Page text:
30.04 20160

Being Constructive

“At the beginning of the day you started with a pile of boards. At the end of the day through the work of your own hands and by working as a team you have benches that people can use.” My comments were to a group of youth who took a Saturday out of their lives to help my son build garden benches for a community garden for his Eagle Scout project.

There were no professional builders in the group but a lot of willingness and effort. At the end, all of the boys were invested in making the benches a reality. This is what happens when people focus outside themselves and work for positive outcomes with guidance and support. That is being constructive. It is empowering, and it moves the world forward to build things rather than tear down.

As an adult, too many times I witness the desire to tear down or take away something that exists from someone else. We believe that there is not enough to go around, or that we should be critical of ourselves or others before someone else is critical of us. These are defensive and destructive behaviors and do not add to the world. It is only through building and building up that we can move the world forward to a better place.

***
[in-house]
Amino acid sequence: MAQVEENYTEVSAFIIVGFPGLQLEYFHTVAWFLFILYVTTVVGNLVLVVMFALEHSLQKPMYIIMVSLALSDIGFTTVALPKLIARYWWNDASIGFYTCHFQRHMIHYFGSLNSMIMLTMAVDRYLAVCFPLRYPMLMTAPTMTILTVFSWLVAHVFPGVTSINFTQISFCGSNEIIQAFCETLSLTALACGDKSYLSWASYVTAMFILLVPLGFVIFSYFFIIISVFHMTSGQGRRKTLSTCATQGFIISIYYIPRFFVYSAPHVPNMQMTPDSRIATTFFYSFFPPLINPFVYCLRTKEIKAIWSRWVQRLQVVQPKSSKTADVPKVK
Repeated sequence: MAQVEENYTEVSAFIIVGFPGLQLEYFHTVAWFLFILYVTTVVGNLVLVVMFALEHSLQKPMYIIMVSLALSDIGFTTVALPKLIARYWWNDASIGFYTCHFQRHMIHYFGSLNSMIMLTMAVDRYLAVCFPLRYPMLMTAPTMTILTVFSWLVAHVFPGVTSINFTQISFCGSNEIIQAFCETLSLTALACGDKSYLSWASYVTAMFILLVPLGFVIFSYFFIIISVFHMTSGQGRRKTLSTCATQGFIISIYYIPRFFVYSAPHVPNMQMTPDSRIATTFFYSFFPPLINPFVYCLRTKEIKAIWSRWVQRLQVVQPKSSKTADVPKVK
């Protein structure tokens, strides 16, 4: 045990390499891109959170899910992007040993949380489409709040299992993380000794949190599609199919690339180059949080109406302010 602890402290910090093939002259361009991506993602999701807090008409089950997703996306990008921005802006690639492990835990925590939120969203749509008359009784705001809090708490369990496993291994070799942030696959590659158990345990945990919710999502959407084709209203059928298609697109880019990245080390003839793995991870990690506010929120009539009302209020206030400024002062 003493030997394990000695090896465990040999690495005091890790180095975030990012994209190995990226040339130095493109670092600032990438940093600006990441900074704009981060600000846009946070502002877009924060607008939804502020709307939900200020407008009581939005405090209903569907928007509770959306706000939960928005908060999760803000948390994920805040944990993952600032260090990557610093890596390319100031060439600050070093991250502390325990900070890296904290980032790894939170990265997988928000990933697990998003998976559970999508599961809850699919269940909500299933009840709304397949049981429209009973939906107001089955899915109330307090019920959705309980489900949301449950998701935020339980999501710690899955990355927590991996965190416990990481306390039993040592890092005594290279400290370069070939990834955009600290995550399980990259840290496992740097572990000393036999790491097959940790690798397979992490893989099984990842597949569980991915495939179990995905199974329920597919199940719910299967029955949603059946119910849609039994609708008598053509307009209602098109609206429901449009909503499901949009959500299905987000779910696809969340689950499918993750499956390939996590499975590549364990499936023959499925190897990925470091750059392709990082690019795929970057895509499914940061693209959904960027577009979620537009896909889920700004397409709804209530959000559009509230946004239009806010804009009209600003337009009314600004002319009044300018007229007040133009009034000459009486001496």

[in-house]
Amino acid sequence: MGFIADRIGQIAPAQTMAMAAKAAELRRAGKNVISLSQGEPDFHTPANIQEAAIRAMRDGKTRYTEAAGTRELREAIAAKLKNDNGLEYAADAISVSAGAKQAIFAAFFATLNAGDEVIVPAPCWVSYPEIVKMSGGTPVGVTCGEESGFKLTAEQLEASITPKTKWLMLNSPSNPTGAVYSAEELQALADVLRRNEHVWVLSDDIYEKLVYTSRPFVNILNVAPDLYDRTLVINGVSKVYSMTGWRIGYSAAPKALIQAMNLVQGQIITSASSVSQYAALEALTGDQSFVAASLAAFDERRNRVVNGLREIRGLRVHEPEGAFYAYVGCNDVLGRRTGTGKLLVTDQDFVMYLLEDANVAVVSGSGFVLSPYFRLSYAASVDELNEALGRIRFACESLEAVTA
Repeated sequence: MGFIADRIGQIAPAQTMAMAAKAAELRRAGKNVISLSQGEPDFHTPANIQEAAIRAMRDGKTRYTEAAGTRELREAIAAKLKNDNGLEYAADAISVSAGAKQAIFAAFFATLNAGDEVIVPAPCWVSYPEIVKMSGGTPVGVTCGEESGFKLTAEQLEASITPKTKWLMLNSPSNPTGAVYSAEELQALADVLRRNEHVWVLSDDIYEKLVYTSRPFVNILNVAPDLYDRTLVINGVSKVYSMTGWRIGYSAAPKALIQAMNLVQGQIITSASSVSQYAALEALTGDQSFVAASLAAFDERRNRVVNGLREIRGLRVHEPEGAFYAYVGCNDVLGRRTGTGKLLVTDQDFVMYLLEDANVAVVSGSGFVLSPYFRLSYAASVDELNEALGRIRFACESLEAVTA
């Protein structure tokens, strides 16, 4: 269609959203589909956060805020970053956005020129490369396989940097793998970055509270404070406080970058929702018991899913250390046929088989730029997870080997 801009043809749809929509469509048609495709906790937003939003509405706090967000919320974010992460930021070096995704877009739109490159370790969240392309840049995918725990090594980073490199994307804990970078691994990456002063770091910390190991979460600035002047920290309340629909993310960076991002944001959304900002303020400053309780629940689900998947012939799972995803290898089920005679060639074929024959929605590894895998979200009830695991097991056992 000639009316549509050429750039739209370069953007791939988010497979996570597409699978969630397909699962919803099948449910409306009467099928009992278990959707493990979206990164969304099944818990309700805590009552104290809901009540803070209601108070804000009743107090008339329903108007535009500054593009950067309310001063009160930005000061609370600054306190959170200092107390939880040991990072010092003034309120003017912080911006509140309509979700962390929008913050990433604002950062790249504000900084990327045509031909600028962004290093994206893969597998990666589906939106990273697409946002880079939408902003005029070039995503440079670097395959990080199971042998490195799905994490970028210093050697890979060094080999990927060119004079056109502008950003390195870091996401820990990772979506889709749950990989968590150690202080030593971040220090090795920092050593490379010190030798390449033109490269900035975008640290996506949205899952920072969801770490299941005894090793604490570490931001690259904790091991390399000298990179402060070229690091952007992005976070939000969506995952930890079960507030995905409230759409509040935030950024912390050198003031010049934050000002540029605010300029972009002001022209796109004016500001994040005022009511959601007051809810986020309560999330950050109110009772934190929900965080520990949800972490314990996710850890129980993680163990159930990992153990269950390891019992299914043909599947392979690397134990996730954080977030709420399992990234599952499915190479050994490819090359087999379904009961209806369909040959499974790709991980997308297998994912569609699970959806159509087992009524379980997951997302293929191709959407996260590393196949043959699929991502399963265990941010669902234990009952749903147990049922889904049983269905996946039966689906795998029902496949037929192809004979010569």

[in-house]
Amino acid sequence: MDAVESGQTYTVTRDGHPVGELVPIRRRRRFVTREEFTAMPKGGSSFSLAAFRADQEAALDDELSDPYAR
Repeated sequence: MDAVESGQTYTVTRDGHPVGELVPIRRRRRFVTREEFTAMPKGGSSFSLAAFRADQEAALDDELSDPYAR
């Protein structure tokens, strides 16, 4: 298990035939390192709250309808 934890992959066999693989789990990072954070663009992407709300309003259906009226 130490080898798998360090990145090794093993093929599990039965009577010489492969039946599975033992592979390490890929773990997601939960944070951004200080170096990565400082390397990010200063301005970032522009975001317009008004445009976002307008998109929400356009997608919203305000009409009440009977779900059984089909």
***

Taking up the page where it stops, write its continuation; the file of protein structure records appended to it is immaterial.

This is what I love about the scouting program. It teaches youth how to be constructive even during challenges. What is needed to set up an environment where people build instead of tear down? It takes the internal motivation of all people present to focus on a good outcome. It takes people who step outside of their own interests to see the greater good. It takes believing in yourself and those around you.

As adult leaders in the world, here are some take aways that we can learn from this youth leadership experience…

1. Set up the environment for success -offer up front training to promote confidence and lean out work flows to try to prevent extra movement of people and supplies to lessen the chance of conflicts and to improve productivity.

2. Be willing to adjust your plan due to availability of people and problems with supplies. Have a plan but adjust it to the current circumstances. Not all people will be available when planned…not all supplies will be ideal.

3. Answer questions and guide through experience and expertise but don’t let your own expertise prevent you from using other people’s lessons learned or team members’ ingenuity.

4. Remove roadblocks for the teams– as a leader your primary goal is to observe and assist …don’t do the work as this slows the learnings and slows the process since you have only one person working verses many, but don’t be afraid to step in and assist when things go awry. Good leaders always help out their teams.

It is one of the great joys in life to build and be constructive …offering knowledge and skills to the world’s benefit. I write this to you out of the same desire I had for those boys working on the project. It is a genuine desire to see you succeed in the good that you are trying to do in the world.

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